When it came to the first lunar eclipse of 2014 on Monday night, Alaskans got a bit lucky.
The penumbral eclipse began above the Last Frontier just before 9 p.m., which means Alaskans weren't stuck waiting until the witching hours for the show to kick off, like our compatriots on the East Coast of the U.S. Most of North and South America were treated to the eclipse Monday, and in places where the skies cleared long enough for the moon to make an appearance, many were witness to a "blood moon," a phenomenon not seen since 2011. Anchorage was among them, where some early-eclipse haze gave way to brilliantly clear skies and an equally brilliant view of the heavenly body.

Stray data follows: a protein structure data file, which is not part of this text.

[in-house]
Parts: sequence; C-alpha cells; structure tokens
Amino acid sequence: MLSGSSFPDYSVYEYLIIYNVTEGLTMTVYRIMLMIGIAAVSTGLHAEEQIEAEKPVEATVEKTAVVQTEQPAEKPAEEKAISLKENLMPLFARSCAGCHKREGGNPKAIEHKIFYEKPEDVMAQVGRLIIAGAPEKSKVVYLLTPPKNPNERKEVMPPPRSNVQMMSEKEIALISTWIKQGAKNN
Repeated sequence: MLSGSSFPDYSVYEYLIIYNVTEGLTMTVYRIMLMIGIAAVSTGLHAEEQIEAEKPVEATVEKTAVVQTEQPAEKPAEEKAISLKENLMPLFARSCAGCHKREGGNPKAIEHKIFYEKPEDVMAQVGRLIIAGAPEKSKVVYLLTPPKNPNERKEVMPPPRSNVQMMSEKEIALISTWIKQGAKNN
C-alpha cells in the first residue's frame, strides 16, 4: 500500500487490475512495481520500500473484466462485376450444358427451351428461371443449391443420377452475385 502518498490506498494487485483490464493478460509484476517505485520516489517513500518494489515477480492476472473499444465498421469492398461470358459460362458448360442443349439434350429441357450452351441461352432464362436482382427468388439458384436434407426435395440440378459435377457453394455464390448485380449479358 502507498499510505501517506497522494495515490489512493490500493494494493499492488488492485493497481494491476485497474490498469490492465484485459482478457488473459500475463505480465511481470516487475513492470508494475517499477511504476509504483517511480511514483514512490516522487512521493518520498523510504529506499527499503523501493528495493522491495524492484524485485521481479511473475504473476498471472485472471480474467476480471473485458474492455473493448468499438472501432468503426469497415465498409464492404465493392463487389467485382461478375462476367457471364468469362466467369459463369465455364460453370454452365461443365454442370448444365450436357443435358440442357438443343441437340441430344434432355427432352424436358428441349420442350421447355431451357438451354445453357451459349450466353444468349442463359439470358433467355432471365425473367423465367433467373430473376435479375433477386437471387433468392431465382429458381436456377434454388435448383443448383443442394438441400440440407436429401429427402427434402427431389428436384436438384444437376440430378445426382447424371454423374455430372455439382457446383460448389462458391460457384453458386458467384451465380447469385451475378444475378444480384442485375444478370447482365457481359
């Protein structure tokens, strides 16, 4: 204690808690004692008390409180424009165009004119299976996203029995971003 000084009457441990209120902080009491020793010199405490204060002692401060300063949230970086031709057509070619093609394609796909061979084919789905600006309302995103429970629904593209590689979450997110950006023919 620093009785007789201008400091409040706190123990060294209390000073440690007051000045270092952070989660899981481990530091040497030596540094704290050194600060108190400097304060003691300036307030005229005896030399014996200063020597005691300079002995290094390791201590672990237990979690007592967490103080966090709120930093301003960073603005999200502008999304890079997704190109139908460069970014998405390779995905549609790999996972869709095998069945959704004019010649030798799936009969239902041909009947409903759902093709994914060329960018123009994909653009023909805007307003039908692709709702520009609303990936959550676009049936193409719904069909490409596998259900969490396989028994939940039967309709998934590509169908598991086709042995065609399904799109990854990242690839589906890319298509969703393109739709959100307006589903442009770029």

The total eclipse arrived by 11:06 p.m., with the "greatest eclipse" -- that period when the moon is painted a startling, ominous red -- hitting 15 minutes before midnight. By 12:24 a.m. Tuesday it was over, and the eclipse began to slowly wane. Anchorage residents turned out to area parks and public spaces to witness the astronomical event, some snapping photos while others peered through telescopes or binoculars.
Alaska Dispatch photographer Loren Holmes was among them, and he captured these images from the show.
Did you miss it? Not to worry -- there's another one on Oct. 8, and Alaska is perfectly positioned to get one of the best shows. Clear skies? Who knows if we'll get lucky again.